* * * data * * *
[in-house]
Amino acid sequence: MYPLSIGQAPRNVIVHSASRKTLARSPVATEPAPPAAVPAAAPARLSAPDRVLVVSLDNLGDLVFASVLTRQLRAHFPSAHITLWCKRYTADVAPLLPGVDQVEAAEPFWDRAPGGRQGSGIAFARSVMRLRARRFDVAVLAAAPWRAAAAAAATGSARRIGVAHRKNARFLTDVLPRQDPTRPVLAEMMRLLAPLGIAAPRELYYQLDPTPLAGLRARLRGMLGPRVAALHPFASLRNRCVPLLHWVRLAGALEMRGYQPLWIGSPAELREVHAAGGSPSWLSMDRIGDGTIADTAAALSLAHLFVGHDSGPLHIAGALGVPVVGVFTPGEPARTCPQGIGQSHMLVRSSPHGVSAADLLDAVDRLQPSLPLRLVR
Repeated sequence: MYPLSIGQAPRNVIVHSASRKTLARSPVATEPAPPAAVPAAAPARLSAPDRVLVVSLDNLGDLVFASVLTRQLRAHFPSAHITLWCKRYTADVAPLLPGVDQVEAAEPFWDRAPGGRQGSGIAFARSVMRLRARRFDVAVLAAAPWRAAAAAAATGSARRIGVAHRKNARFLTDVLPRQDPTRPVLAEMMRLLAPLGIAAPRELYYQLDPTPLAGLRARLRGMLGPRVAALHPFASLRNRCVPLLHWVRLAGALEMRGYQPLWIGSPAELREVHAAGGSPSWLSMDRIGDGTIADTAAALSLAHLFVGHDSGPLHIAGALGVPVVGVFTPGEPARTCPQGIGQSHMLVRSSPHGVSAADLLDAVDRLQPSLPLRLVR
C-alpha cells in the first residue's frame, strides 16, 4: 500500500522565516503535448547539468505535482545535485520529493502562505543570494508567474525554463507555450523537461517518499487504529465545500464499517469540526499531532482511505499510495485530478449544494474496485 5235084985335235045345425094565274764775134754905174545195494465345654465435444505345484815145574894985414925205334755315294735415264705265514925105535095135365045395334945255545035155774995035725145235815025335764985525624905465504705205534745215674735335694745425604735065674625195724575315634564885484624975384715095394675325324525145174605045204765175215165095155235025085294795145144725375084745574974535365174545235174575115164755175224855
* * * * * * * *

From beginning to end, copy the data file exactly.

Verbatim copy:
[in-house]
Amino acid sequence: MYPLSIGQAPRNVIVHSASRKTLARSPVATEPAPPAAVPAAAPARLSAPDRVLVVSLDNLGDLVFASVLTRQLRAHFPSAHITLWCKRYTADVAPLLPGVDQVEAAEPFWDRAPGGRQGSGIAFARSVMRLRARRFDVAVLAAAPWRAAAAAAATGSARRIGVAHRKNARFLTDVLPRQDPTRPVLAEMMRLLAPLGIAAPRELYYQLDPTPLAGLRARLRGMLGPRVAALHPFASLRNRCVPLLHWVRLAGALEMRGYQPLWIGSPAELREVHAAGGSPSWLSMDRIGDGTIADTAAALSLAHLFVGHDSGPLHIAGALGVPVVGVFTPGEPARTCPQGIGQSHMLVRSSPHGVSAADLLDAVDRLQPSLPLRLVR
Repeated sequence: MYPLSIGQAPRNVIVHSASRKTLARSPVATEPAPPAAVPAAAPARLSAPDRVLVVSLDNLGDLVFASVLTRQLRAHFPSAHITLWCKRYTADVAPLLPGVDQVEAAEPFWDRAPGGRQGSGIAFARSVMRLRARRFDVAVLAAAPWRAAAAAAATGSARRIGVAHRKNARFLTDVLPRQDPTRPVLAEMMRLLAPLGIAAPRELYYQLDPTPLAGLRARLRGMLGPRVAALHPFASLRNRCVPLLHWVRLAGALEMRGYQPLWIGSPAELREVHAAGGSPSWLSMDRIGDGTIADTAAALSLAHLFVGHDSGPLHIAGALGVPVVGVFTPGEPARTCPQGIGQSHMLVRSSPHGVSAADLLDAVDRLQPSLPLRLVR
C-alpha cells in the first residue's frame, strides 16, 4: 500500500522565516503535448547539468505535482545535485520529493502562505543570494508567474525554463507555450523537461517518499487504529465545500464499517469540526499531532482511505499510495485530478449544494474496485 5235084985335235045345425094565274764775134754905174545195494465345654465435444505345484815145574894985414925205334755315294735415264705265514925105535095135365045395334945255545035155774995035725145235815025335764985525624905465504705205534745215674735335694745425604735065674625195724575315634564885484624975384715095394675325324525145174605045204765175215165095155235025085294795145144725375084745574974535365174545235174575115164755175224855